W3C home > Mailing lists > Public > www-style@w3.org > February 2008

Re: Overflow and Margins

From: Brad Kemper <brkemper@comcast.net>
Date: Sat, 2 Feb 2008 15:03:32 -0800
Message-Id: <9745D301-DC37-4950-BEE3-8967816DCDEF@comcast.net>
Cc: "'CSS Style'" <www-style@w3.org>
To: "Bruno Fassino" <fassino@gmail.com>


On Feb 2, 2008, at 2:24 PM, Bruno Fassino wrote:

>
> Brad Kemper wrote:
>> Isn't it a bit odd that of one block is wider than its parent, and
>> the parent is set to "overflow:scroll", that the margins of
>> the child are shown on the top, bottom, and left, but not on the
>> right? Is that the way it is supposed to be?
>
> I guess this is because the "over-constrained" case of 10.3.3 [1]  
> applies to
> the child, so (when direction is ltr) the specified value of  
> 'margin-right'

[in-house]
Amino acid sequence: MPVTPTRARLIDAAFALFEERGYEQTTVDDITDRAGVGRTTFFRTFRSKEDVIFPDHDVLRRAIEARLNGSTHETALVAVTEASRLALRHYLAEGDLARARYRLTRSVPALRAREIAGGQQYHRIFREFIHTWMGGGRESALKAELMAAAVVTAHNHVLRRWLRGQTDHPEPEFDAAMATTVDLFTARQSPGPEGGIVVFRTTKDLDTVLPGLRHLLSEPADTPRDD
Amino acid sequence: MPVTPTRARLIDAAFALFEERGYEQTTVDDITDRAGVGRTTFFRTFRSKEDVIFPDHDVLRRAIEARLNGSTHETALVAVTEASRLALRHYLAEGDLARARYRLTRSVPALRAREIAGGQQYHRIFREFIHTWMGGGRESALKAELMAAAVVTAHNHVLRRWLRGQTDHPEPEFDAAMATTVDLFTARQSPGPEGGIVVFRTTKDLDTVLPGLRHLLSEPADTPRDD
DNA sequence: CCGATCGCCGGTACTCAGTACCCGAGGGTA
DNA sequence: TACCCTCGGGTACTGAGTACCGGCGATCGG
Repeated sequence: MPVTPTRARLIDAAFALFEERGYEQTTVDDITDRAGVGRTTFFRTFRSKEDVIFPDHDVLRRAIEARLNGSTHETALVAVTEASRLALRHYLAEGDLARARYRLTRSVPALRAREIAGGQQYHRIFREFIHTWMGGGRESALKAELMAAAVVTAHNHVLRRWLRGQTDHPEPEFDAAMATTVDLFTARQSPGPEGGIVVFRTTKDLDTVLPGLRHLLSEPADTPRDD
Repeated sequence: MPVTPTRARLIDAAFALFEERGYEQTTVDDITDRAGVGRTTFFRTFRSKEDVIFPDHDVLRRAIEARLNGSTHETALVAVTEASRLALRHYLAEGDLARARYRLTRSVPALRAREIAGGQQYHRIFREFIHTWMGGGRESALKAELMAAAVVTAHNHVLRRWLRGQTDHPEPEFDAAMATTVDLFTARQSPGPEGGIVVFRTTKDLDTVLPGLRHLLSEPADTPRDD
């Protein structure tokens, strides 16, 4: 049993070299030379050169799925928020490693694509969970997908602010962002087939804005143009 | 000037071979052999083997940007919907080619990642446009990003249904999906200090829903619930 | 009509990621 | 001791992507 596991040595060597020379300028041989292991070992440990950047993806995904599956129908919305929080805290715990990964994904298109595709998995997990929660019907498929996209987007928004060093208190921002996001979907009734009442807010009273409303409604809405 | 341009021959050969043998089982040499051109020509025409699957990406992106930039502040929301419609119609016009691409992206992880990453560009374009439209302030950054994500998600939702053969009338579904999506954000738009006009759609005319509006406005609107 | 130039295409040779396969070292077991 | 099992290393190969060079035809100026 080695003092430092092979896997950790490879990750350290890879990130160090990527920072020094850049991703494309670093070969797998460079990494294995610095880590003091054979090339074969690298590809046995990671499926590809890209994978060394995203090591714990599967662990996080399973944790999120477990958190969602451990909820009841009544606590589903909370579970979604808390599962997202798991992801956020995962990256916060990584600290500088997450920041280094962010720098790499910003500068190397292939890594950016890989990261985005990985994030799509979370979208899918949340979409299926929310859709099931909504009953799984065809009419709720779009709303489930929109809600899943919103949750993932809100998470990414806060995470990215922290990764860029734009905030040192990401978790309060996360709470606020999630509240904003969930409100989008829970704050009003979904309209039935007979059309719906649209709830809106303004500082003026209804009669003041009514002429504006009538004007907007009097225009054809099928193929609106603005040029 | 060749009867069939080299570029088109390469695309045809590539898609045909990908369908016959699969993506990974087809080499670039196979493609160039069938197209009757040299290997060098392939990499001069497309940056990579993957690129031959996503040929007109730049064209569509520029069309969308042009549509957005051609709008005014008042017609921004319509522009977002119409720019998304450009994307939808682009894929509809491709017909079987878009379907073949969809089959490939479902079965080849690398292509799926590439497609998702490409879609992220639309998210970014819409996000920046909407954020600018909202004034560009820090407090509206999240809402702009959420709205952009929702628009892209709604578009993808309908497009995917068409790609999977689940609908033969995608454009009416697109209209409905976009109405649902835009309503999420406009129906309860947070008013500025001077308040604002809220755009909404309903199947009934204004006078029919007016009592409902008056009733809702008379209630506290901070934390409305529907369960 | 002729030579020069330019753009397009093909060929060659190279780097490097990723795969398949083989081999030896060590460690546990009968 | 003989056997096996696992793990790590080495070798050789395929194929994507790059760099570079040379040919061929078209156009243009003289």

> is ignored, and to satisfy the equality its used value must become a
> negative value, but this has no effect on the rendering.

Interesting. Maybe the definition of "containing block'" should be  
changed then. It seems to me that once scrollbars are produced, there  
are two boxes instead of one: the box that contains the parent's  
border, margin, and scrollbars, and the box inside that which  
contains  the parent's padding and contents. This inner box grows as  
large as it needs to in order to contain its contents, and is  
revealed when scrolling. So, shouldn't this inner box be the new  
containing block, and shouldn't it also grow to contain the right  
margin, just as it grew to contain the other margins and the content?

I would propose that something change to allow that to happen. It  
seems like it would have a rather mild effect on existing designs,  
while making the effect of margins more predictable.

>
> [1] http://www.w3.org/TR/CSS21/visudet.html#blockwidth
>
> --
> Bruno Fassino http://www.brunildo.org/test
>
>
Received on Saturday, 2 February 2008 23:08:26 GMT

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